Asking a historian what history is may result in many different responses: it's a process, a narrative, a responsibility of global citizenship, the story of how the past - which was once the present - became the now. "We have a phrase: 'understanding is better than remembering'," says Dr. William Feis, professor of history. "Studying history involves more critical thinking than memorization. Texts are always evolving because people's interpretations of them change. History - in a sense - is always changing."
The history program emphasizes the development of critical thinking and research skills to study the stories of nations and people, both famous and little-known. It is committed to helping students work with the most current texts, thoughts, and perspectives in the field. "We teach history from differing perspectives," says Dr. Dixee Bartholomew-Feis, professor of history, who specializes in Asian history and Holocaust studies. "When our classes study World War II, for example, I teach the history from both American and Japanese perspectives. When speakers with different life experiences come in - for example, Vietnam veterans and Holocaust survivors - students experience parts of history vividly in multiple ways."
Classes are immersive and interactive experiences in which professors use lectures to build a dialogue with students. "When I talk about Andrew Jackson, I re-enact a duel in class to help reinforce the fact that Andrew Jackson had a reputation that was forged through dueling," says Feis, who specializes in American history and has a collection of Civil War uniforms, weaponry and artifacts he often brings to the classroom.
The history program provides strong academic experiences for students seeking a history endorsement for teaching high school, students who want to go on to graduate school, and students from outside the major interested in further exploring history. The skills the program develops - thinking historically, knowing where to look for evidence, learning to ask the right questions and how to go where your research takes you - are applicable to a wide range of careers.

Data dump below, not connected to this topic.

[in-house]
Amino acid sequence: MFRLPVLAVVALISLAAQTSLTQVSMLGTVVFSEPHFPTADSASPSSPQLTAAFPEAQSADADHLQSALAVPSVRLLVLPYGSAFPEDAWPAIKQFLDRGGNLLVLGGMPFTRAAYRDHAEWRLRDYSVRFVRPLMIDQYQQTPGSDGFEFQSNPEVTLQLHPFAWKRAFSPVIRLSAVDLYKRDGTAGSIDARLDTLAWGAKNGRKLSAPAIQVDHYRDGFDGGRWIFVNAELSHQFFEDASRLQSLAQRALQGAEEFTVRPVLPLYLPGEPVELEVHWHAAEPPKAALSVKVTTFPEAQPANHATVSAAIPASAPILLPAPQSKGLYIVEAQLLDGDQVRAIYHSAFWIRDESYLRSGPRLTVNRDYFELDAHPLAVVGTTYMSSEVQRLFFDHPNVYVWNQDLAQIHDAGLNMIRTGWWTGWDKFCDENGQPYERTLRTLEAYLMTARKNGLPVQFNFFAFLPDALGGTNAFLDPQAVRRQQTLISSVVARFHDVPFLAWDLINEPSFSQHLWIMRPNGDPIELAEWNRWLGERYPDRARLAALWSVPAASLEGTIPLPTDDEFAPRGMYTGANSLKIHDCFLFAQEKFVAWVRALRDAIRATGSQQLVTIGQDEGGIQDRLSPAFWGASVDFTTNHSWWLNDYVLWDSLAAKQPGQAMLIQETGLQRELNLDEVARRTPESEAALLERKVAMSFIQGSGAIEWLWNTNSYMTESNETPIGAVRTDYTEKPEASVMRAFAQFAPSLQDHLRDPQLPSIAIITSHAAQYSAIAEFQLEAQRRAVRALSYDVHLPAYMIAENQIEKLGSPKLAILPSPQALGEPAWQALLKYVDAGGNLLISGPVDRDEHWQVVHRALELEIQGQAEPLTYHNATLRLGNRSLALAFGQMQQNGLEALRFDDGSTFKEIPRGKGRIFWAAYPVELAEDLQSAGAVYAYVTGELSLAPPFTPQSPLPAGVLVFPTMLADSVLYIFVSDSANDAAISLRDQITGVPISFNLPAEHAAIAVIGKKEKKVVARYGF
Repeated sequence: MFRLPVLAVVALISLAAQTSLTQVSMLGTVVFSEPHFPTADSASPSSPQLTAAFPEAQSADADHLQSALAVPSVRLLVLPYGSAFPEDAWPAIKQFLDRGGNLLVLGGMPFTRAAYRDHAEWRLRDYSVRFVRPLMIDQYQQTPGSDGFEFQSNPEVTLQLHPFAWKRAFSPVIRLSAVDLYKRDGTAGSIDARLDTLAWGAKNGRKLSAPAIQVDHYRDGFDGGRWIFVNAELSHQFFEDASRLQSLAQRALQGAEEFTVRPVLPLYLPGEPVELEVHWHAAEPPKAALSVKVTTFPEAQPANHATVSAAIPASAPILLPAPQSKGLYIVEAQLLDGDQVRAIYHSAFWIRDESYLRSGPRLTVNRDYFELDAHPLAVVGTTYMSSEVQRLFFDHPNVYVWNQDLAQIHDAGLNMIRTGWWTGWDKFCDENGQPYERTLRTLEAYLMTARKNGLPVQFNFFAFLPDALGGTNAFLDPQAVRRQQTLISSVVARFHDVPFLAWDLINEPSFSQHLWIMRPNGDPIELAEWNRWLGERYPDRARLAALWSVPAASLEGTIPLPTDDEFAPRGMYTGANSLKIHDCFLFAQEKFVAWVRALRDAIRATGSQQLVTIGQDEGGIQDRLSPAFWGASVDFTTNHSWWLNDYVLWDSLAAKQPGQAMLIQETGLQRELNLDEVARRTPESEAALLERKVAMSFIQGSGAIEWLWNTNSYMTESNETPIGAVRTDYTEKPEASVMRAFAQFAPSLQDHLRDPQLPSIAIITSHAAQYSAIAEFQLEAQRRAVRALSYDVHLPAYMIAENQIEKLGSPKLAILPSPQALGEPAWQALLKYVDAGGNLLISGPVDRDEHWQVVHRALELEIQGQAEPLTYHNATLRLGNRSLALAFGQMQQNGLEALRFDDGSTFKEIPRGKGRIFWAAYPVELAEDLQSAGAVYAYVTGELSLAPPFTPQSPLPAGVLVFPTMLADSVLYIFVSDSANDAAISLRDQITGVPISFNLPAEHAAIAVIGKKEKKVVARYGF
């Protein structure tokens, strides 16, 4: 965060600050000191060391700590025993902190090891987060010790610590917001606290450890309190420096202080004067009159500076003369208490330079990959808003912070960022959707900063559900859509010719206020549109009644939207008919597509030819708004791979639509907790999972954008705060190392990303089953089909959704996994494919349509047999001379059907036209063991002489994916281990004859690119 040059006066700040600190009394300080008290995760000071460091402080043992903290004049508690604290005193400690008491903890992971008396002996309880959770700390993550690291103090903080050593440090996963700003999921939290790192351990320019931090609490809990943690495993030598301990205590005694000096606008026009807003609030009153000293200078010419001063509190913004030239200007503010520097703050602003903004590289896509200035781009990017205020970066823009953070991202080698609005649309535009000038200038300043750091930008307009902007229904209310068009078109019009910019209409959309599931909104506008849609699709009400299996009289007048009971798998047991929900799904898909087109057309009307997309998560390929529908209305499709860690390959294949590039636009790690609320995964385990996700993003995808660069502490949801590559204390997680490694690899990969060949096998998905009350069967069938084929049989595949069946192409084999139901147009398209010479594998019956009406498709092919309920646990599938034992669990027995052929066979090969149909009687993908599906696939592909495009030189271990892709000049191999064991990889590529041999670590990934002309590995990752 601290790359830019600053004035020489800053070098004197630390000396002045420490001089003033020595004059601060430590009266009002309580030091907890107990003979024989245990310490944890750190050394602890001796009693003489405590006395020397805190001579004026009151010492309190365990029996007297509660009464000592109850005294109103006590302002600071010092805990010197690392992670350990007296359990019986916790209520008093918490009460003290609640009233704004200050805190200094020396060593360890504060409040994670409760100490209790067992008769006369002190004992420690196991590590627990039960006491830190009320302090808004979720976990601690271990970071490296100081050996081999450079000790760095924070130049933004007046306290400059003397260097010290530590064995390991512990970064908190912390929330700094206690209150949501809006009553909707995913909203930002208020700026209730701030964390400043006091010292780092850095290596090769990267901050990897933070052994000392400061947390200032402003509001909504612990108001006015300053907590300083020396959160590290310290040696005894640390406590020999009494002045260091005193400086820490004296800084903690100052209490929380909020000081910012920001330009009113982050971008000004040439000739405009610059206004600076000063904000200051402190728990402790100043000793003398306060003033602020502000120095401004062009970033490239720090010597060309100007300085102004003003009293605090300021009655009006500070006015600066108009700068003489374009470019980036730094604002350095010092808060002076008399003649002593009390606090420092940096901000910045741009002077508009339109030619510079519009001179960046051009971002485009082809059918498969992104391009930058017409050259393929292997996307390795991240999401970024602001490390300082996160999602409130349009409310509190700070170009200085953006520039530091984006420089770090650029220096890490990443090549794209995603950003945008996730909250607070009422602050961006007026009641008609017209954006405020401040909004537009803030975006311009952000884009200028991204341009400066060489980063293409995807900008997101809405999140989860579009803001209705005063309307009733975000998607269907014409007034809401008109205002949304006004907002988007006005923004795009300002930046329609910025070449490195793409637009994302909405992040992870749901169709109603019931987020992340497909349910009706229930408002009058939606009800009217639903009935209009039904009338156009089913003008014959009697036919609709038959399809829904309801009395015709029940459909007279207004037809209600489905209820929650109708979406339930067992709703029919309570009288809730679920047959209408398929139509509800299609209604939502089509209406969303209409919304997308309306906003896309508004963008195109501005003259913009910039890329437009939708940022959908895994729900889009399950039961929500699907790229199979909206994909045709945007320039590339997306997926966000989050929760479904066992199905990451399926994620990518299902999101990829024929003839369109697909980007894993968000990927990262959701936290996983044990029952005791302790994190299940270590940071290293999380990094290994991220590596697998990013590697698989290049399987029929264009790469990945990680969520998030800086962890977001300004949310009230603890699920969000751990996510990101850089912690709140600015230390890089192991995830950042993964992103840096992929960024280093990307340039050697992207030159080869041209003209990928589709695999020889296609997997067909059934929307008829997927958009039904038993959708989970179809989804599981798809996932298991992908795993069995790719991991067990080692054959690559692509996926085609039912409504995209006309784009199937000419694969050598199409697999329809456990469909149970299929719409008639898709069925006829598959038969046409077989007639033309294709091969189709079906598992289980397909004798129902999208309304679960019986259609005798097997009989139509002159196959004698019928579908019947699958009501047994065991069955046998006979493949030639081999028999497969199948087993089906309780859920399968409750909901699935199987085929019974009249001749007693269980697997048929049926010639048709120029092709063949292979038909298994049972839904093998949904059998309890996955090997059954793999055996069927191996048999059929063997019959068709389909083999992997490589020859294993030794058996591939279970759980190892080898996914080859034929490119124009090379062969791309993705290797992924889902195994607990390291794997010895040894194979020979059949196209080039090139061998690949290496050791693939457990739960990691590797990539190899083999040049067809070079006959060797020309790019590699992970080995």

"History doesn't necessarily have a defined research methodology," says Feis. "Grounding our program in the humanities, we use other disciplines' methodologies when they can help us. For example, a student studying presidential decision making might mesh political science with history."
Research projects completed through the history program provide students with strong preparation for graduate school. The program especially encourages students to utilize digital databases and archive Web sites and to explore primary source documents - such as letters and diaries - to gain personal perspectives on the past. BVU history majors' research projects earned at least one of the top honors each year at the University of South Dakota Student History Conference in 2006 through 2009 .
Once every several years students and faculty at BVU examine the Holocaust through a special emphasis in courses, off-campus experiences and visiting speakers. In addition to looking at the history of the Holocaust, cross-disciplinary classes examine topics across the arts, sciences, social sciences and humanities. Visiting speakers have included Holocaust survivors, children of survivors and children of concentration camp guards. Students also have opportunities to participate in service projects related to the year at area middle schools.
The Holocaust Year of Studies also offers a travel course that follows the history of the Holocaust from the Warsaw ghetto to Nazi concentration and death camps. In the past, trip participants have visited the concentration camp Theresienstadt (Terezín), the Warsaw ghetto, and the extermination camps Treblinka, Majdanek, and Auschwitz. Countries visited have included Poland, the Czech Republic, and Israel.
BVU offers the Year of Holocaust Studies at least once every four years. It has previously been offered in academic years beginning in 1999, 2002, 2005, and 2009.
History, like human beings, is complex. It involves development, promises and progress. People can do great things and they can make things an unbelievable mess. In the historical narrative, people made choices, and part of the excitement of studying history is understanding how these choices affected how we got to be where we are today.
The outcomes of the Holocaust are tangible. To better understand that terrible time in history, students and faculty participated in BVU's fifth Year of Holocaust Studies. Through travel, research and firsthand accounts, they built memories they will never forget. Read more...